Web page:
It is possible the court could further expand the public safety exception. The Quarles language is very limited and fact specific, but it is easy to imagine situations where such an exception would be appropriate. Imagine a scenario where terrorists are planning to detonate a nuclear weapon in the United States, and are on the verge of doing so (a Jack Bauer situation). What if agents were able to capture a conspirator who had information about how to stop the imminent attack: would we want them to advise the terrorist he didn’t have to talk to them? In such a hypothetical, the public interest would be better served by allowing the interrogation to proceed, unadvised. The public interest would favor the greater good of seeking information to protect more people from harm, and could still be a limited enough public safety exception to warrant abuse from overly broad interrogations. I recognize the slippery-slope concern of further abrogating Miranda, but it might be appropriate under limited factual circumstances. As it is, the government has rarely attempted to claim the public safety exception, so there is not a great body of law on the subject. It will be interesting to see how it develops.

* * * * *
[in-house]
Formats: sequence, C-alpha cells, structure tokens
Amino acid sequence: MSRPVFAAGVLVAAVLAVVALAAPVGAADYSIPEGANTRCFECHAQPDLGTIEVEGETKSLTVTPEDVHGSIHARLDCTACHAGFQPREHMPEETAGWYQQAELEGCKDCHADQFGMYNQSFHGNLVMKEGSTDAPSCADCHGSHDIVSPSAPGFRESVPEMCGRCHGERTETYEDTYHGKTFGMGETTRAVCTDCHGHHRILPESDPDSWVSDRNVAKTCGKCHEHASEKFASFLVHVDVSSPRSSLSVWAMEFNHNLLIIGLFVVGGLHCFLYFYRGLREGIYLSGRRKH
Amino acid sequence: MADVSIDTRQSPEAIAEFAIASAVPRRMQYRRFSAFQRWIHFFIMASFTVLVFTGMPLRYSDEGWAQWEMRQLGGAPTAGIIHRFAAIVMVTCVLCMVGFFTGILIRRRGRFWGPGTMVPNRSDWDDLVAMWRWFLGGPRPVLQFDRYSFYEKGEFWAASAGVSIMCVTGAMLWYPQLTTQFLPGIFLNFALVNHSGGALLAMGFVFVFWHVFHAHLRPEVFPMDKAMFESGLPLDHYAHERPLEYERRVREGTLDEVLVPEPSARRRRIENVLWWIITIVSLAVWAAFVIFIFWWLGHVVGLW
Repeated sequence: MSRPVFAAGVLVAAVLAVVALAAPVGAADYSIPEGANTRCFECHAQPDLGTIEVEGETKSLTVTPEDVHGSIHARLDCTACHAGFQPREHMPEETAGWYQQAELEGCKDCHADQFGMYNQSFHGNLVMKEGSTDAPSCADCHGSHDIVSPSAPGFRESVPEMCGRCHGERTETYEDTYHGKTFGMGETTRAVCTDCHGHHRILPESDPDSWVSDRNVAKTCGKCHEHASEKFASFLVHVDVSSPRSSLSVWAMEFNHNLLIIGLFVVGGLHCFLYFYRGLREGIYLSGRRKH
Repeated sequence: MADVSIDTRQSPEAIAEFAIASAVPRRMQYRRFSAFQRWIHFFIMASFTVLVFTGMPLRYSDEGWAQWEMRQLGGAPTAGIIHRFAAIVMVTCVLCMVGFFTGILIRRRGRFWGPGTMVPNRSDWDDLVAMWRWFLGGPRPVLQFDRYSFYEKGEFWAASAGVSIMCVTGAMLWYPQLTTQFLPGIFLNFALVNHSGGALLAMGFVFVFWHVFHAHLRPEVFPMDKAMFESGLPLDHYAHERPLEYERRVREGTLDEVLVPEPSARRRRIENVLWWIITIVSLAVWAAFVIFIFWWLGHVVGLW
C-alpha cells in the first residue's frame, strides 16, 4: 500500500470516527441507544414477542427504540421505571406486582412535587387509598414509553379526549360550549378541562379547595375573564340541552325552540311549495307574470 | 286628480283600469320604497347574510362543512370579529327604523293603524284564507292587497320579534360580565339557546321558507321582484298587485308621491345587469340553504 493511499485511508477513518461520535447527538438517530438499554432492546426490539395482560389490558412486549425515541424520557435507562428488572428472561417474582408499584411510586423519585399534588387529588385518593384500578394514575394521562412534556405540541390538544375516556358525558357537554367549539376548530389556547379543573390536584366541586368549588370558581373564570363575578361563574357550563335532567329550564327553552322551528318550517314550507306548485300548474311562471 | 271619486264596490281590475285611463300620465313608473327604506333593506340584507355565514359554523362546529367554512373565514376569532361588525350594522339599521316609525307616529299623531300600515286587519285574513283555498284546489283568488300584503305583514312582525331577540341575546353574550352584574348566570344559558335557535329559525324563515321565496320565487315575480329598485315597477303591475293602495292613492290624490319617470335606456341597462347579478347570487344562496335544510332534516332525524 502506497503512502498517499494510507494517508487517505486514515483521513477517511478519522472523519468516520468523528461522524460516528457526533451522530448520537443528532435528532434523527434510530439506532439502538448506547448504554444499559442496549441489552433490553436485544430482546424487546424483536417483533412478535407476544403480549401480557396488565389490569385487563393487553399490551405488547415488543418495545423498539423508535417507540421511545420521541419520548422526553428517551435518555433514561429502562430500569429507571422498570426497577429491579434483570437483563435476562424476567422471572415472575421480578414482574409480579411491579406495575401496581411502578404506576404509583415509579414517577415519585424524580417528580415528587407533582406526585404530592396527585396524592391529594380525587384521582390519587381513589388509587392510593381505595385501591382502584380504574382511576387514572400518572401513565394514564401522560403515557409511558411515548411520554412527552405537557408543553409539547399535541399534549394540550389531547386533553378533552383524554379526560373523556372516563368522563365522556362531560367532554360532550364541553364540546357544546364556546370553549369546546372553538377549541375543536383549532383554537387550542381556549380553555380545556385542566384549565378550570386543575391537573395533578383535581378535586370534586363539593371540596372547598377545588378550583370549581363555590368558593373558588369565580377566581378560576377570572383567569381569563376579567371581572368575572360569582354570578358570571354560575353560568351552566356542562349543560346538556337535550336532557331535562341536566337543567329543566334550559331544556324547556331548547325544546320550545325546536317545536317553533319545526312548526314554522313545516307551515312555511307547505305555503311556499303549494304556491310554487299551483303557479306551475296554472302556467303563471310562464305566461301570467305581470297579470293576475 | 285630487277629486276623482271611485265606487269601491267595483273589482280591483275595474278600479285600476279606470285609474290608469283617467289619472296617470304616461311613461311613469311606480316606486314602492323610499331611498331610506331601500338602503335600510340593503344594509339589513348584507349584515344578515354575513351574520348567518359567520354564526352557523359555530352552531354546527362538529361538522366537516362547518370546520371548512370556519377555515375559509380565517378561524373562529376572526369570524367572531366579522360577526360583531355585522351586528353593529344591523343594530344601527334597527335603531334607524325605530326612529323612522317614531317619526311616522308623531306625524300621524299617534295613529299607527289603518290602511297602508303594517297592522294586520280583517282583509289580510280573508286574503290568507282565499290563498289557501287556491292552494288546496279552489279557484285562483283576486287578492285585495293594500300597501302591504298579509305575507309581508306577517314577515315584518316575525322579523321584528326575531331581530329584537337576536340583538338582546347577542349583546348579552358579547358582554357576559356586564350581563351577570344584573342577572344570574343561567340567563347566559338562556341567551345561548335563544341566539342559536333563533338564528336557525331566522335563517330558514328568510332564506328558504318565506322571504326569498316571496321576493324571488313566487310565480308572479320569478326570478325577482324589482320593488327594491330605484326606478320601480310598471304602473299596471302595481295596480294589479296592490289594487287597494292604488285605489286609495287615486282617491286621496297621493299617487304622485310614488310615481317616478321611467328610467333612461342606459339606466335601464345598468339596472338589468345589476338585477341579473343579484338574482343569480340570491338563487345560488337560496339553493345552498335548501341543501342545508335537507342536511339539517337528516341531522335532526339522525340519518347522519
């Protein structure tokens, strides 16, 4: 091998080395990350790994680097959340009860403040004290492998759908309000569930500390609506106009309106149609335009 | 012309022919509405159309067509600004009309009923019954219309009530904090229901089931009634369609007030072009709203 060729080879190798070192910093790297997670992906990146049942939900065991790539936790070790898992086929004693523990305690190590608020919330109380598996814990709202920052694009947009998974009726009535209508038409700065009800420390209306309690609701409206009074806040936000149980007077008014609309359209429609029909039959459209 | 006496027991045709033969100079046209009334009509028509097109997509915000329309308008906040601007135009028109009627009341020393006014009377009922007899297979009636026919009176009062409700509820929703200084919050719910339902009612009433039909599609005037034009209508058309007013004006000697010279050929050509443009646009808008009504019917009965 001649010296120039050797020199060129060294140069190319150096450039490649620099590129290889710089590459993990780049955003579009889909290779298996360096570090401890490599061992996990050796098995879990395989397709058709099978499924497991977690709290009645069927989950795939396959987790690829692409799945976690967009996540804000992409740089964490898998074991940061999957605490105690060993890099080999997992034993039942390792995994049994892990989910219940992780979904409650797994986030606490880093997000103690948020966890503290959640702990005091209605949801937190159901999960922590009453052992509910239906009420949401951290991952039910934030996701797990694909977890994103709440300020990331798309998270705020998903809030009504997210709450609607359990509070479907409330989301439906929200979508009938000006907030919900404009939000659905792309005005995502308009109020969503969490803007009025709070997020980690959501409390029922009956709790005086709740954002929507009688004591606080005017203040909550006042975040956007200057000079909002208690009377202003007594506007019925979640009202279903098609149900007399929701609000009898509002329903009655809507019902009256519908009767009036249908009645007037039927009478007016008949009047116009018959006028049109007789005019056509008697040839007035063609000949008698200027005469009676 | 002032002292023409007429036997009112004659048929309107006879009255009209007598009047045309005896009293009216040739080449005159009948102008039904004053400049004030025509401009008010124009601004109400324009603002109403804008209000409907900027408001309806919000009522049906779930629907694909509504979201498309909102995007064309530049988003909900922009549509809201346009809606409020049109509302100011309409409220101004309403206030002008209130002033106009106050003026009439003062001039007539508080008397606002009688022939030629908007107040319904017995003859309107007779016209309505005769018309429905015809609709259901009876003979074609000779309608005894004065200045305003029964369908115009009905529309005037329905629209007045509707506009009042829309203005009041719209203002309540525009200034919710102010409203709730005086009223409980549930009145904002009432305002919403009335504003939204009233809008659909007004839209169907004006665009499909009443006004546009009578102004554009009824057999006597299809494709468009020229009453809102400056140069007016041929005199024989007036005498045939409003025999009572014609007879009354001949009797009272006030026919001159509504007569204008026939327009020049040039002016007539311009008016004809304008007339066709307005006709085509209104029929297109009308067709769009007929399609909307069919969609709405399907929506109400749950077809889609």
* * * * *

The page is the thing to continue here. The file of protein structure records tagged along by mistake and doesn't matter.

Posted in 5th Amendment - Miranda Rights, Criminal Law, Federal, New York, Supreme Court, Terror, Uncategorized
Tagged bomb, boston, Dzhokar Tsarnev, marathon, miranda, quarles, terrorism